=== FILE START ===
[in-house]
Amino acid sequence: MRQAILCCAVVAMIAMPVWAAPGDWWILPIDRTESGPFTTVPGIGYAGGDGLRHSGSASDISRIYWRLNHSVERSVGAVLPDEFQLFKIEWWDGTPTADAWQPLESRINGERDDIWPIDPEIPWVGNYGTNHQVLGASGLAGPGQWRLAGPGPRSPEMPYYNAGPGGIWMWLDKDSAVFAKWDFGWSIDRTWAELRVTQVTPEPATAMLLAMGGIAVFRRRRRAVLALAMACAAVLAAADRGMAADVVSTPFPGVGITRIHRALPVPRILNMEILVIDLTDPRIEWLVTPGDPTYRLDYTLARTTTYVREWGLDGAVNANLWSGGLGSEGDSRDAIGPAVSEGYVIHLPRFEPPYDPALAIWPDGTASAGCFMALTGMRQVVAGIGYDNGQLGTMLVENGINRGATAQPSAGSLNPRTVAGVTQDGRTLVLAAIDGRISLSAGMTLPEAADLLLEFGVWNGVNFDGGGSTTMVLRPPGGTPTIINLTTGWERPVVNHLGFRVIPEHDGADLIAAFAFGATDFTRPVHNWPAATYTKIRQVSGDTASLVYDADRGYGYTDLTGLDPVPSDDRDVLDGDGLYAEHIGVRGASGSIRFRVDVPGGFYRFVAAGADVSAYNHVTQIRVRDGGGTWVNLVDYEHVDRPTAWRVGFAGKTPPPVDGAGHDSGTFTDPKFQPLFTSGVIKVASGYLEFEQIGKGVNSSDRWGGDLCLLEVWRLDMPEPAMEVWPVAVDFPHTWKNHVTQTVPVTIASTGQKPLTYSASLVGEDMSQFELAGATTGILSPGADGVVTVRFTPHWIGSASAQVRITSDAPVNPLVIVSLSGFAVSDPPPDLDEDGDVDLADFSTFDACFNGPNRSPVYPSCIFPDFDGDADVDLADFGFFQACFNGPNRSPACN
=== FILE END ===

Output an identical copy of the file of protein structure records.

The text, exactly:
[in-house]
Amino acid sequence: MRQAILCCAVVAMIAMPVWAAPGDWWILPIDRTESGPFTTVPGIGYAGGDGLRHSGSASDISRIYWRLNHSVERSVGAVLPDEFQLFKIEWWDGTPTADAWQPLESRINGERDDIWPIDPEIPWVGNYGTNHQVLGASGLAGPGQWRLAGPGPRSPEMPYYNAGPGGIWMWLDKDSAVFAKWDFGWSIDRTWAELRVTQVTPEPATAMLLAMGGIAVFRRRRRAVLALAMACAAVLAAADRGMAADVVSTPFPGVGITRIHRALPVPRILNMEILVIDLTDPRIEWLVTPGDPTYRLDYTLARTTTYVREWGLDGAVNANLWSGGLGSEGDSRDAIGPAVSEGYVIHLPRFEPPYDPALAIWPDGTASAGCFMALTGMRQVVAGIGYDNGQLGTMLVENGINRGATAQPSAGSLNPRTVAGVTQDGRTLVLAAIDGRISLSAGMTLPEAADLLLEFGVWNGVNFDGGGSTTMVLRPPGGTPTIINLTTGWERPVVNHLGFRVIPEHDGADLIAAFAFGATDFTRPVHNWPAATYTKIRQVSGDTASLVYDADRGYGYTDLTGLDPVPSDDRDVLDGDGLYAEHIGVRGASGSIRFRVDVPGGFYRFVAAGADVSAYNHVTQIRVRDGGGTWVNLVDYEHVDRPTAWRVGFAGKTPPPVDGAGHDSGTFTDPKFQPLFTSGVIKVASGYLEFEQIGKGVNSSDRWGGDLCLLEVWRLDMPEPAMEVWPVAVDFPHTWKNHVTQTVPVTIASTGQKPLTYSASLVGEDMSQFELAGATTGILSPGADGVVTVRFTPHWIGSASAQVRITSDAPVNPLVIVSLSGFAVSDPPPDLDEDGDVDLADFSTFDACFNGPNRSPVYPSCIFPDFDGDADVDLADFGFFQACFNGPNRSPACN